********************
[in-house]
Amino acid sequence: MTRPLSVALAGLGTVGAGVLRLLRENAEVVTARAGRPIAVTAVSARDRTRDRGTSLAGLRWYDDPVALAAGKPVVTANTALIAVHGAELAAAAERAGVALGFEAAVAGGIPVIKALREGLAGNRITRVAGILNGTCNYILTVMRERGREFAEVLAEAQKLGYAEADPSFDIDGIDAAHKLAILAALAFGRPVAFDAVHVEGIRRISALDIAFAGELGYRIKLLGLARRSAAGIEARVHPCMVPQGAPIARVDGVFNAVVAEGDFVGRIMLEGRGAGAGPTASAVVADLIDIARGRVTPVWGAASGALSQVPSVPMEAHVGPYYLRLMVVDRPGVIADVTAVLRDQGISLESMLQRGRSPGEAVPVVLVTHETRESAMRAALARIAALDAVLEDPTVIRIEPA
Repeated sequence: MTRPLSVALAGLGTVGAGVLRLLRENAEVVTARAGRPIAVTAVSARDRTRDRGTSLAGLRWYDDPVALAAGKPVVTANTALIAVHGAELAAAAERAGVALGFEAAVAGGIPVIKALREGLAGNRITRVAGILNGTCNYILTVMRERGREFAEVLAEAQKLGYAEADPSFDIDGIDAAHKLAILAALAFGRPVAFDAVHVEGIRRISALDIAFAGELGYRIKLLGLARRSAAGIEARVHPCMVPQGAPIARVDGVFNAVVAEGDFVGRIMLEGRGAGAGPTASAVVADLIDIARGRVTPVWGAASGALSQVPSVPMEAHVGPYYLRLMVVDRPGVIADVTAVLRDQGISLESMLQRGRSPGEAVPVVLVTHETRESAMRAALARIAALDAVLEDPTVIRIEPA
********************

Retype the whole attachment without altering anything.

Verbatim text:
[in-house]
Amino acid sequence: MTRPLSVALAGLGTVGAGVLRLLRENAEVVTARAGRPIAVTAVSARDRTRDRGTSLAGLRWYDDPVALAAGKPVVTANTALIAVHGAELAAAAERAGVALGFEAAVAGGIPVIKALREGLAGNRITRVAGILNGTCNYILTVMRERGREFAEVLAEAQKLGYAEADPSFDIDGIDAAHKLAILAALAFGRPVAFDAVHVEGIRRISALDIAFAGELGYRIKLLGLARRSAAGIEARVHPCMVPQGAPIARVDGVFNAVVAEGDFVGRIMLEGRGAGAGPTASAVVADLIDIARGRVTPVWGAASGALSQVPSVPMEAHVGPYYLRLMVVDRPGVIADVTAVLRDQGISLESMLQRGRSPGEAVPVVLVTHETRESAMRAALARIAALDAVLEDPTVIRIEPA
Repeated sequence: MTRPLSVALAGLGTVGAGVLRLLRENAEVVTARAGRPIAVTAVSARDRTRDRGTSLAGLRWYDDPVALAAGKPVVTANTALIAVHGAELAAAAERAGVALGFEAAVAGGIPVIKALREGLAGNRITRVAGILNGTCNYILTVMRERGREFAEVLAEAQKLGYAEADPSFDIDGIDAAHKLAILAALAFGRPVAFDAVHVEGIRRISALDIAFAGELGYRIKLLGLARRSAAGIEARVHPCMVPQGAPIARVDGVFNAVVAEGDFVGRIMLEGRGAGAGPTASAVVADLIDIARGRVTPVWGAASGALSQVPSVPMEAHVGPYYLRLMVVDRPGVIADVTAVLRDQGISLESMLQRGRSPGEAVPVVLVTHETRESAMRAALARIAALDAVLEDPTVIRIEPA